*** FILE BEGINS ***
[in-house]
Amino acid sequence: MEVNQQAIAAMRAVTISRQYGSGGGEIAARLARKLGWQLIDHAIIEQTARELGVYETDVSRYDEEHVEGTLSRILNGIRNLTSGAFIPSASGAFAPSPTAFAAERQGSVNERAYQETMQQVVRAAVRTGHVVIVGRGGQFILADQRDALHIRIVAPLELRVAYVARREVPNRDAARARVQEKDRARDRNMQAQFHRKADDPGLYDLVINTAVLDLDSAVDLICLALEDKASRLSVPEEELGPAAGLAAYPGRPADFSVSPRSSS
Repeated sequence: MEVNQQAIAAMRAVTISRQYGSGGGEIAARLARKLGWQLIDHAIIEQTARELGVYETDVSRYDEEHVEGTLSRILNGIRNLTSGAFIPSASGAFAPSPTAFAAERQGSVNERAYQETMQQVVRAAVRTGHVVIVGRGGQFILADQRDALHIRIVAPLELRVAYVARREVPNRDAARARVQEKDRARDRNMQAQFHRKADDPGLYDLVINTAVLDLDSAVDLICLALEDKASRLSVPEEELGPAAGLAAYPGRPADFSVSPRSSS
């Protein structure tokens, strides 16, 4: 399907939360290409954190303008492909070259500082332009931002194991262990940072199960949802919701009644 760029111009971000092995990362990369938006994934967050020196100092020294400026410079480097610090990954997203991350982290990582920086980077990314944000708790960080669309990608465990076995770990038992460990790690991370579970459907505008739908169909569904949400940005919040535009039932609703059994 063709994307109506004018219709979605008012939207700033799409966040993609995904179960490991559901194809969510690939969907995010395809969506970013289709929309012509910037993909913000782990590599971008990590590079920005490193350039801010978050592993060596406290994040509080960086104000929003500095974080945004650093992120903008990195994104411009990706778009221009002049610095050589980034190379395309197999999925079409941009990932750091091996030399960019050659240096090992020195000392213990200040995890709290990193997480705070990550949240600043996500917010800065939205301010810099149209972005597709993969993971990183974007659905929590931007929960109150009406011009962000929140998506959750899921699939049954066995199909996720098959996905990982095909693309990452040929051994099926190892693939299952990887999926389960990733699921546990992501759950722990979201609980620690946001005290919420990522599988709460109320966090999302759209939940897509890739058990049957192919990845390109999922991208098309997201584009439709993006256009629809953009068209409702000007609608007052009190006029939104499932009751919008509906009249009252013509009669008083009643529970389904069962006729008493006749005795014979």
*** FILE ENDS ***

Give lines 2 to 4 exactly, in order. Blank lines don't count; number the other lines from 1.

Amino acid sequence: MEVNQQAIAAMRAVTISRQYGSGGGEIAARLARKLGWQLIDHAIIEQTARELGVYETDVSRYDEEHVEGTLSRILNGIRNLTSGAFIPSASGAFAPSPTAFAAERQGSVNERAYQETMQQVVRAAVRTGHVVIVGRGGQFILADQRDALHIRIVAPLELRVAYVARREVPNRDAARARVQEKDRARDRNMQAQFHRKADDPGLYDLVINTAVLDLDSAVDLICLALEDKASRLSVPEEELGPAAGLAAYPGRPADFSVSPRSSS
Repeated sequence: MEVNQQAIAAMRAVTISRQYGSGGGEIAARLARKLGWQLIDHAIIEQTARELGVYETDVSRYDEEHVEGTLSRILNGIRNLTSGAFIPSASGAFAPSPTAFAAERQGSVNERAYQETMQQVVRAAVRTGHVVIVGRGGQFILADQRDALHIRIVAPLELRVAYVARREVPNRDAARARVQEKDRARDRNMQAQFHRKADDPGLYDLVINTAVLDLDSAVDLICLALEDKASRLSVPEEELGPAAGLAAYPGRPADFSVSPRSSS
């Protein structure tokens, strides 16, 4: 399907939360290409954190303008492909070259500082332009931002194991262990940072199960949802919701009644 760029111009971000092995990362990369938006994934967050020196100092020294400026410079480097610090990954997203991350982290990582920086980077990314944000708790960080669309990608465990076995770990038992460990790690991370579970459907505008739908169909569904949400940005919040535009039932609703059994 063709994307109506004018219709979605008012939207700033799409966040993609995904179960490991559901194809969510690939969907995010395809969506970013289709929309012509910037993909913000782990590599971008990590590079920005490193350039801010978050592993060596406290994040509080960086104000929003500095974080945004650093992120903008990195994104411009990706778009221009002049610095050589980034190379395309197999999925079409941009990932750091091996030399960019050659240096090992020195000392213990200040995890709290990193997480705070990550949240600043996500917010800065939205301010810099149209972005597709993969993971990183974007659905929590931007929960109150009406011009962000929140998506959750899921699939049954066995199909996720098959996905990982095909693309990452040929051994099926190892693939299952990887999926389960990733699921546990992501759950722990979201609980620690946001005290919420990522599988709460109320966090999302759209939940897509890739058990049957192919990845390109999922991208098309997201584009439709993006256009629809953009068209409702000007609608007052009190006029939104499932009751919008509906009249009252013509009669008083009643529970389904069962006729008493006749005795014979």